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Fig. 1 | Immunity & Ageing

Fig. 1

From: Accelerated immunosenescence in rheumatoid arthritis: impact on clinical progression

Fig. 1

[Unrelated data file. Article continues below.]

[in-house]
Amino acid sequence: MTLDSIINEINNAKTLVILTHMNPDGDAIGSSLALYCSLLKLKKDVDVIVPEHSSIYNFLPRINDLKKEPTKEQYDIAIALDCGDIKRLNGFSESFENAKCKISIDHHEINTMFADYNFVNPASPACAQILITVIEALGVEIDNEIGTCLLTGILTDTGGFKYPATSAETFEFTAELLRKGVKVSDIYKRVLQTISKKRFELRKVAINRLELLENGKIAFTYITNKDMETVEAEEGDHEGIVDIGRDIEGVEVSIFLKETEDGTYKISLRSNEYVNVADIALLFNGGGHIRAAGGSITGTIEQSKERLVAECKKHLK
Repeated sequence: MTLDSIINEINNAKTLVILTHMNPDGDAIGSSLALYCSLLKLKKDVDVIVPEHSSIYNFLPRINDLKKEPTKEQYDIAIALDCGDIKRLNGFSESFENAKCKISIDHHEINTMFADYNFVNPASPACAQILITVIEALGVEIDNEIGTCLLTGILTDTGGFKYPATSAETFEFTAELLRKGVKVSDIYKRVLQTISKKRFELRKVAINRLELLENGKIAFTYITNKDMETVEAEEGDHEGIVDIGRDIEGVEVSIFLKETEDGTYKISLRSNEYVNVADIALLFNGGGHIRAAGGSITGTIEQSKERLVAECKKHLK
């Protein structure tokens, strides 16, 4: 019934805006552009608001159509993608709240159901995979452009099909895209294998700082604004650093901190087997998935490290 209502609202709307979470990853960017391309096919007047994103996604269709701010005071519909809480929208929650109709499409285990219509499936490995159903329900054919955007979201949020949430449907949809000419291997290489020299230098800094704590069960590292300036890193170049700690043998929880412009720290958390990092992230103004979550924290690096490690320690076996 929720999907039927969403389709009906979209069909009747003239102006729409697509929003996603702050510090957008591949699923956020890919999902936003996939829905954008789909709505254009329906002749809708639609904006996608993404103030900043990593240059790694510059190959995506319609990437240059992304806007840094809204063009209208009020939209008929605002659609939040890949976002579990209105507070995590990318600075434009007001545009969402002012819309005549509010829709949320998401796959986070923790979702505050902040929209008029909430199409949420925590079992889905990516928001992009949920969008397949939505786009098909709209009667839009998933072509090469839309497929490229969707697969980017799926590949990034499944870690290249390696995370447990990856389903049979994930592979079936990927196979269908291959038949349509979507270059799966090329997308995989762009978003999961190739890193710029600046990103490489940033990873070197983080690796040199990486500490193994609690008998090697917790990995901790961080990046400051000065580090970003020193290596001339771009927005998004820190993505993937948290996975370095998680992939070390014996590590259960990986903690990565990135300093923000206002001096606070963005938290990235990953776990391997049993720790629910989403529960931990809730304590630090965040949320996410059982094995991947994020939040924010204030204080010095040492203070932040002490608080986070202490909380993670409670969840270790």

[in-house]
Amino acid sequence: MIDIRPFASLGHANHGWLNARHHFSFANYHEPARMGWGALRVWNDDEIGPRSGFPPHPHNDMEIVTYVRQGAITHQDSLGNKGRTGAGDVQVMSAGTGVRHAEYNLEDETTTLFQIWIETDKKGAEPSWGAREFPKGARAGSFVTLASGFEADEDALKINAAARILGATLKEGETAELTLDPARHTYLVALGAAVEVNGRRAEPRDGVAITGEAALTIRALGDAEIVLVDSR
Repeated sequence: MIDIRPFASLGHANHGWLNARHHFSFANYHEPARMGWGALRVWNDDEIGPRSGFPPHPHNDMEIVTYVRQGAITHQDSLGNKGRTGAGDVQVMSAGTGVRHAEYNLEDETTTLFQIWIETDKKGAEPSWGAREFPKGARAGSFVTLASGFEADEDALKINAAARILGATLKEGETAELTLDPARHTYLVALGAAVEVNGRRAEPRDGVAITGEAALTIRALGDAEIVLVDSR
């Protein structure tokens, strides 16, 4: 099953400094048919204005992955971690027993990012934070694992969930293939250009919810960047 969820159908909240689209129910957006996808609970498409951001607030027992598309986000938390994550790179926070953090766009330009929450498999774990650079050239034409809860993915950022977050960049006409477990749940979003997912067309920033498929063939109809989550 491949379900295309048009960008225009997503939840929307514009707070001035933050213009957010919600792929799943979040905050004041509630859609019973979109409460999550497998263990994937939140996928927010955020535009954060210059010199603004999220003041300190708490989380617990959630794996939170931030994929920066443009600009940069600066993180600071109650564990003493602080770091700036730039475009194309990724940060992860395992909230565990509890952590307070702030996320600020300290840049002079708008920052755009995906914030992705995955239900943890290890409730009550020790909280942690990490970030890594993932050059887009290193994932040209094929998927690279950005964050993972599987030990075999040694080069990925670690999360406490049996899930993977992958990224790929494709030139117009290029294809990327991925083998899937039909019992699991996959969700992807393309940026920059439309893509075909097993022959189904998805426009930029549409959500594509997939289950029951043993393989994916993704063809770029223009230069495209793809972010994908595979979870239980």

The senescent T cells are associated with inflammaging and age-related morbidities in RA. The late-stage differentiated (senescent) T cells are defined by phenotypic changes including loss of CD28 expression, acquisition of inflammatory (SASP: senescence-associated secretory phenotype) and cytotoxic functions, as well as expression the chemokine receptor CX3CR1, which could underlie their ability to infiltrate peripheral inflammatory sites. These cells do not proliferate, because of shortened telomeres, but remain metabolic active. These cells have been found expanded in RA, of note during the clinical progression. They have been implicated with articular damage and osteoporosis, cardiovascular diseases and cognitive impairment

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